Open hours 9.00 – 21.00.
Entrance fee 25LE ($5).
Video and photo are allowed.
Second pic - Map of the Temple.
Third pic - The Temple in the beginning of the XXth century (old photo).
Forth pic - The Temple in Kom Ombo - David Roberts drawing (1839)
From touregypt.com here.
From Mark Andrews here.
From Wikipedia here.
It is considered that Ptolemy VI Philometor started the construction. The emperor Neo Dionysus (Ptolemy XIII) finished the most of buildings. He was known as the father of famous Cleopatra. He built the Outer and Inner Hypostyle Halls. The emperor Augustus finished the whole Temple. He built the Outer enclosure Wall and part of the Courtyard which now has his name.
Much of the temple has been destroyed by the Nile, earthquakes, and later builders who used the stones for other projects. Some of the reliefs inside were defaced by Copts who once used the temple as a church.
The Temple is situated on the east bank of the Nile. It was built on a high dune overlooking the Nile. The Temple actually consists of two temples – the Temple to Sobek and the Temple of Horus, because it was dedicated two Egyptian gods - Horus and Sobek. They say sacred crocodiles basked in the sun on the river bank near here in ancient times. The Temple was built out of limestone.
Mainly the temple was dedicated to go Sobek the crocodile god, together with his wife in another form of goddess Hathor. The left part is dedicated to Horus - the falcon headed sky god. The right part is dedicated to Sobek - the crocodile headed god.
That was why the temple was called both "House of the Crocodile" and "Castle of the Falcon".
The Temple of Kom Ombo is an unusual double temple built during the rule Ptolemaic dynasty in the Egyptian town of Kom Ombo. One side of the temple is dedicated to the crocodile god Sobek, god of fertility and creator of the world. The other side is dedicated to the falcon god Haroeris, also known as Horus the Elder. The temple was started by Ptolemy VI Philometor at the beginning of his reign and added to by other Ptolemys, most notably Ptolemy XIII who built the inner and outer hypostyle halls. Much of the temple has been destroyed by the Nile, earthquakes, and later builders who used the stones for other projects. Some of the reliefs inside were defaced by Copts who once used the temple as a church. A few of the three-hundred crocodile mummies discovered in the vicinity are displayed inside the temple.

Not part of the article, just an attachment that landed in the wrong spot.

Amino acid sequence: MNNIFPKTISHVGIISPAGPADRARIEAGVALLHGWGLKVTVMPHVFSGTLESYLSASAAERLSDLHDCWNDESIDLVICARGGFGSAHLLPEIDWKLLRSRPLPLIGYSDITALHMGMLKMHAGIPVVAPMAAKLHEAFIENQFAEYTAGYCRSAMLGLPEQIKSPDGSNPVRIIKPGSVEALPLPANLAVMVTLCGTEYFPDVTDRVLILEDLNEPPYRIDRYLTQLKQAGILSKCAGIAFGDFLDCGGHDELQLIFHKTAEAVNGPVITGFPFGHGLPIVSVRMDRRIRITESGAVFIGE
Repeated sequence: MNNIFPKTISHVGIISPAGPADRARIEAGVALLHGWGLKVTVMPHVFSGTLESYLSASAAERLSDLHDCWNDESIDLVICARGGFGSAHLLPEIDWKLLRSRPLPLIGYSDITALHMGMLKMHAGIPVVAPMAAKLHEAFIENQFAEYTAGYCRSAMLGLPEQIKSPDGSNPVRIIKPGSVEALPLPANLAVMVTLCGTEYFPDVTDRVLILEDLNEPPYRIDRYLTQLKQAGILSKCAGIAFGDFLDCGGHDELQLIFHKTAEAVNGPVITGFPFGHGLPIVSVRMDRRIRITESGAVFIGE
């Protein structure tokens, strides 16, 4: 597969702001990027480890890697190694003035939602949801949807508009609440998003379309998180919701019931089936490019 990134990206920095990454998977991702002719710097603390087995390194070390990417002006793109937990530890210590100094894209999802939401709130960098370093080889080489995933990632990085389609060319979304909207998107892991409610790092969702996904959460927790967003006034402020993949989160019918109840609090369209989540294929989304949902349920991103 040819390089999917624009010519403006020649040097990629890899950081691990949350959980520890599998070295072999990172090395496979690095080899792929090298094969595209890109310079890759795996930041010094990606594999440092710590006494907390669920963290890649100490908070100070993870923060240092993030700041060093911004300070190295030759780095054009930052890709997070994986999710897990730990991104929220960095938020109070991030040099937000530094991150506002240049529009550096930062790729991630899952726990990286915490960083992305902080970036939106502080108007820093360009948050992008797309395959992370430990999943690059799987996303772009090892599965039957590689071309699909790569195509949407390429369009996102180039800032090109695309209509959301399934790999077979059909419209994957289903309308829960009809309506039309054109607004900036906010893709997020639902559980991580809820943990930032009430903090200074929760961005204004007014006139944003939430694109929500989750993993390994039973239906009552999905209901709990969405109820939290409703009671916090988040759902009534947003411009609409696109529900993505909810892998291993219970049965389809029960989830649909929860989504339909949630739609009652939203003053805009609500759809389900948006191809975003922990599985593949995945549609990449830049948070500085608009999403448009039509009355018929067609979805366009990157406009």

Fondest memory: A well-preserved frieze inside Kom Ombo temple
To see how the sights use to look before they were restored and the sand was excavated out of the temples buy the book A JOURNEY IN EGYPT ( BONECHI PUBLISHERS) by David Roberts a Scot who visited Egypt in 1838-9 for 11months drawing and painting in watercolours and oils the sights ,temples he visited
The colours on the columns and walls of the hieroglyphs are very bright giving you a good idea of how colourful the temples were.
Favorite thing: Even if your tour guide says Kom Ombu isn't very impressive, you might as well go see it, right?!? I really enjoyed the temple. It was dedicated to Sobek, the Crocodile god, so was different from others I'd seen. Plus, it was a short walk to the Temple from where the cruise ships were docked and if you're on a similar schedule as we were, there wasn't really anything else to do that day. We didn't stop at any other temple sites and had a leisurely day, so seeing this temple wasn't difficult on the body at all :) Of course be sure and take some water, as with any place you go in Egypt!
Fondest memory: If you go on a Nile cruise then Kom Ombo will be one in a string of temples that you see. However it is certainly worth visiting for it's Nilometer and the interesting hieroglyphics.
Favorite thing: Kom Ombo can be sailed straight up to and you won't need to get off your boat and get in a coach to reach it unlike the other temples that you'll also visit when sailing South of Luxor.